‘Mr. Robot’: Inside TV’s Hacktivist Breakout Hit
On the second floor of a warehouse-turned-office in industrial Brooklyn, through a glass door marked EVIL CORP, the man behind last year’s most inventive, cinematically dazzling, mind-fucking new show is hard at work on a gorgeous Sunday. “Sorry it smells like Mexican food,” Sam Esmail says. “We had burritos for lunch.”
The tall, bookish Esmail, 38, is the creator of Mr. Robot — the hacker-themed techno-thriller that came out of nowhere (the USA Network, of all places) to become 2015’s breakout hit. With its high-wire plot about a group of Anonymous-like hackers called fsociety plotting to take down global capitalism, the show didn’t just borrow from the headlines, it often predicted them — like when Mr. Robot‘s protagonist, the brilliant-yet-troubled cyber-vigilante Elliot Alderson, hacked into someone’s Ashley Madison account, and then a few weeks later, the website was hacked for real.
For Season Two, which premieres July 13th, Esmail is hoping to satisfy towering expectations with a storyline that dives deep into mental illness and economic revolution. But this year, he’s signed up for an even trickier undertaking: directing the entire season himself. It’s a feat of auteurship that’s not unprecedented in prestige TV (see True Detective, The Knick), but those directors weren’t also co-writing every episode. Esmail says it’s actually more efficient to direct himself, because he’s such a control freak — but that doesn’t mean it’s easy. In January, when Mr. Robot took home the Golden Globe for best TV drama — upsetting ratings juggernauts such as Empire and Game of Thrones — Esmail celebrated with a milkshake with his fiancée (actress Emmy Rossum), then flew straight back to New York to rejoin the writers room. “I don’t know when I’m going to crack,” he says, laughing. “It’s looming.”
Rami Malek, who stars as Elliot on the show, says that when Esmail laid out his Season Two plans for him, “My first response was, ‘Are you sure you want to do this?’ Sam was like, ‘It may fall flat on its face. But I think it’s going to work.'”
The show — which also stars Christian Slater as the titular Mr. Robot — was inspired by the 2008 financial crisis and the Arab Spring. Esmail initially conceived it as a movie, but when he got to page 90 of his script and hadn’t even finished the first act, he decided to rework it for TV instead. He shopped it to the AMCs and HBOs of the world, but, he says, USA was the only network that offered to make Mr. Robot exactly how it was. Esmail suspects executives were put off by the show’s darkness and interiority (the main character is a mentally unstable, morphine-addicted loner who often cries himself to sleep), along with the fact that — as he heard more than once — “people on keyboards aren’t interesting.”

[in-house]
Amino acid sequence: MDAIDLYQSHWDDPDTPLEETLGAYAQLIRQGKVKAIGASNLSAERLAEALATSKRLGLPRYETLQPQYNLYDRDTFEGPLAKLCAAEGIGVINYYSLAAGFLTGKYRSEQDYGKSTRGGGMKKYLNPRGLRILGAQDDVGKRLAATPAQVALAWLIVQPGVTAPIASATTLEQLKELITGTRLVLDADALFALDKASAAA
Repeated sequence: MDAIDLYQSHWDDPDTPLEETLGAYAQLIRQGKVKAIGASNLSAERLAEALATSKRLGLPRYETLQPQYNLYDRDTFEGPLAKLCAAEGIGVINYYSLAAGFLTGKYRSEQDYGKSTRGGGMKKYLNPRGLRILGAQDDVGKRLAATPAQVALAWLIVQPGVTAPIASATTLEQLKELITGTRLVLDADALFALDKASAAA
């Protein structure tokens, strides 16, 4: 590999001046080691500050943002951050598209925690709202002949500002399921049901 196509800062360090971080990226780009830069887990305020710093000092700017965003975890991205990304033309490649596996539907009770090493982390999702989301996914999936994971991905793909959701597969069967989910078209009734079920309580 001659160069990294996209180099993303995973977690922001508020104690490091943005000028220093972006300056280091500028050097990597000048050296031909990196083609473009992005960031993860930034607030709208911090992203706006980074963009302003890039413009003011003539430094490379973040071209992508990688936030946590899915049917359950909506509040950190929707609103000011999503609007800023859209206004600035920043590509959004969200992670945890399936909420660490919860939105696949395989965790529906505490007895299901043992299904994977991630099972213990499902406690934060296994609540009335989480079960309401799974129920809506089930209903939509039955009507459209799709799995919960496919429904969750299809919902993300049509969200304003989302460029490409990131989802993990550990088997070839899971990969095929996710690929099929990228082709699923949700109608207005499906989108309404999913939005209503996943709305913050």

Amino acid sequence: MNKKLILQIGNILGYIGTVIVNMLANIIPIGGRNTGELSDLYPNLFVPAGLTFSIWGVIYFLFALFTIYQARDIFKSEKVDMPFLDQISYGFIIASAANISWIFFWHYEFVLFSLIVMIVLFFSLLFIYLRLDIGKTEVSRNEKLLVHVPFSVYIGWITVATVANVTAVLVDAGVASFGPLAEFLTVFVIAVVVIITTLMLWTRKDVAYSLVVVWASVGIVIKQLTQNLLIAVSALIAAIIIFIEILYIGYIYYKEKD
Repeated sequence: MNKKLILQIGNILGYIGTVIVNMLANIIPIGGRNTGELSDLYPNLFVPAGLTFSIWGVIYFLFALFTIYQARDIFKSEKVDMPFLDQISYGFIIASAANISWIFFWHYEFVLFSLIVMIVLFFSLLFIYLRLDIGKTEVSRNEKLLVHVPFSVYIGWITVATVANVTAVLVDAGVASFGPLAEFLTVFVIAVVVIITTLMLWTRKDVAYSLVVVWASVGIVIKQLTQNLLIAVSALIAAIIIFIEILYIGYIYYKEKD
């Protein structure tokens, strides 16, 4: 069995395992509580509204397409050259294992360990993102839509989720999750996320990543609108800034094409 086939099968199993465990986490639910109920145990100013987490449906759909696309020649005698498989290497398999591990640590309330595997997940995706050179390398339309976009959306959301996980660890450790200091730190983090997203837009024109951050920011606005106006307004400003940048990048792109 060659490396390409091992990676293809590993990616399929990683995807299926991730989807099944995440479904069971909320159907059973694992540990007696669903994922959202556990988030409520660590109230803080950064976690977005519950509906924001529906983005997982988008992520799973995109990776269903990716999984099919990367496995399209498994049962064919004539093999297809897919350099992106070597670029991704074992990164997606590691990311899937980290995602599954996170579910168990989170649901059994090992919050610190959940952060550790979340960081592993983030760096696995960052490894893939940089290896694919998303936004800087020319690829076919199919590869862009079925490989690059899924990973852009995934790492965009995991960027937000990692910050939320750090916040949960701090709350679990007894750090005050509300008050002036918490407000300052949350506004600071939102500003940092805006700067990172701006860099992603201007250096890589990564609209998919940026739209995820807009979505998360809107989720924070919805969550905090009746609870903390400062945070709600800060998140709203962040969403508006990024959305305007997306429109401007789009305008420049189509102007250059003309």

And then there’s that title, which sounds like a goofy Eighties android buddy comedy. “Everybody was like, ‘Really? You want to go with that?'” Esmail says. “But I was pretty stuck on it. I remember growing up in suburban New Jersey, and all the computer stores were like, ‘Motherboard Mayhem’ and all these cheesy names. I just felt like it was the perfect vibe for this.”
Much about Mr. Robot was inspired by Esmail’s early life. “I was pretty much an outsider,” he says. “I’m Egyptian, and my parents stupidly decided to move us down to South Carolina when I was five, which was pretty brutal. I got called ‘sand nigger’ all the time — to the point I didn’t even know it was a slur. I just thought, ‘That’s who I am.'” Even after moving back to New Jersey in high school, Esmail still got beaten up a lot. “People thought I looked weird, that I talked weird. My parents were very strict Muslims, and they weren’t shy about showing it. I wound up bonding way more with my black friends, because I had a sort of kinship with them that I didn’t have with white people.”